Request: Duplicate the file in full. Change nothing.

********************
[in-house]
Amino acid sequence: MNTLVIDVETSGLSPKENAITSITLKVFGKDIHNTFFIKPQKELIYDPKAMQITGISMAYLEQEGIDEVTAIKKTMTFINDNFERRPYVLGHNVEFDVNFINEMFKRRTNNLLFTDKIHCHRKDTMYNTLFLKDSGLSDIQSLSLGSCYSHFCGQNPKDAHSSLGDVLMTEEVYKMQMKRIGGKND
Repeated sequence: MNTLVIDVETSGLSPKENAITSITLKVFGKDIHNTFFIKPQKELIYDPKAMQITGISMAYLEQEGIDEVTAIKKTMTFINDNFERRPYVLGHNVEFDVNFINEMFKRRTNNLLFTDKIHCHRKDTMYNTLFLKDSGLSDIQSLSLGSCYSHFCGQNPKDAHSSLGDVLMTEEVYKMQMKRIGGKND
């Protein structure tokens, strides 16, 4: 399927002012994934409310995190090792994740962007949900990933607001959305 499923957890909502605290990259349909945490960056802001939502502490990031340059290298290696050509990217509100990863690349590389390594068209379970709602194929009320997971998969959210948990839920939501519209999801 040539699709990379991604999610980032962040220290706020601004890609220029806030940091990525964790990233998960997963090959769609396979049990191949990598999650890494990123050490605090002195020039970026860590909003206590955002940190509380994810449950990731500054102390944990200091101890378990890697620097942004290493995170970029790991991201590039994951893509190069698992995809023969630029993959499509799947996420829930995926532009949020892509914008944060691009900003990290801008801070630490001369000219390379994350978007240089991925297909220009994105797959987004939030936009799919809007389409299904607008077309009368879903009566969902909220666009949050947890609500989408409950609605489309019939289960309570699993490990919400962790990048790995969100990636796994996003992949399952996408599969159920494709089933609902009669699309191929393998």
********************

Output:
[in-house]
Amino acid sequence: MNTLVIDVETSGLSPKENAITSITLKVFGKDIHNTFFIKPQKELIYDPKAMQITGISMAYLEQEGIDEVTAIKKTMTFINDNFERRPYVLGHNVEFDVNFINEMFKRRTNNLLFTDKIHCHRKDTMYNTLFLKDSGLSDIQSLSLGSCYSHFCGQNPKDAHSSLGDVLMTEEVYKMQMKRIGGKND
Repeated sequence: MNTLVIDVETSGLSPKENAITSITLKVFGKDIHNTFFIKPQKELIYDPKAMQITGISMAYLEQEGIDEVTAIKKTMTFINDNFERRPYVLGHNVEFDVNFINEMFKRRTNNLLFTDKIHCHRKDTMYNTLFLKDSGLSDIQSLSLGSCYSHFCGQNPKDAHSSLGDVLMTEEVYKMQMKRIGGKND
């Protein structure tokens, strides 16, 4: 399927002012994934409310995190090792994740962007949900990933607001959305 499923957890909502605290990259349909945490960056802001939502502490990031340059290298290696050509990217509100990863690349590389390594068209379970709602194929009320997971998969959210948990839920939501519209999801 040539699709990379991604999610980032962040220290706020601004890609220029806030940091990525964790990233998960997963090959769609396979049990191949990598999650890494990123050490605090002195020039970026860590909003206590955002940190509380994810449950990731500054102390944990200091101890378990890697620097942004290493995170970029790991991201590039994951893509190069698992995809023969630029993959499509799947996420829930995926532009949020892509914008944060691009900003990290801008801070630490001369000219390379994350978007240089991925297909220009994105797959987004939030936009799919809007389409299904607008077309009368879903009566969902909220666009949050947890609500989408409950609605489309019939289960309570699993490990919400962790990048790995969100990636796994996003992949399952996408599969159920494709089933609902009669699309191929393998």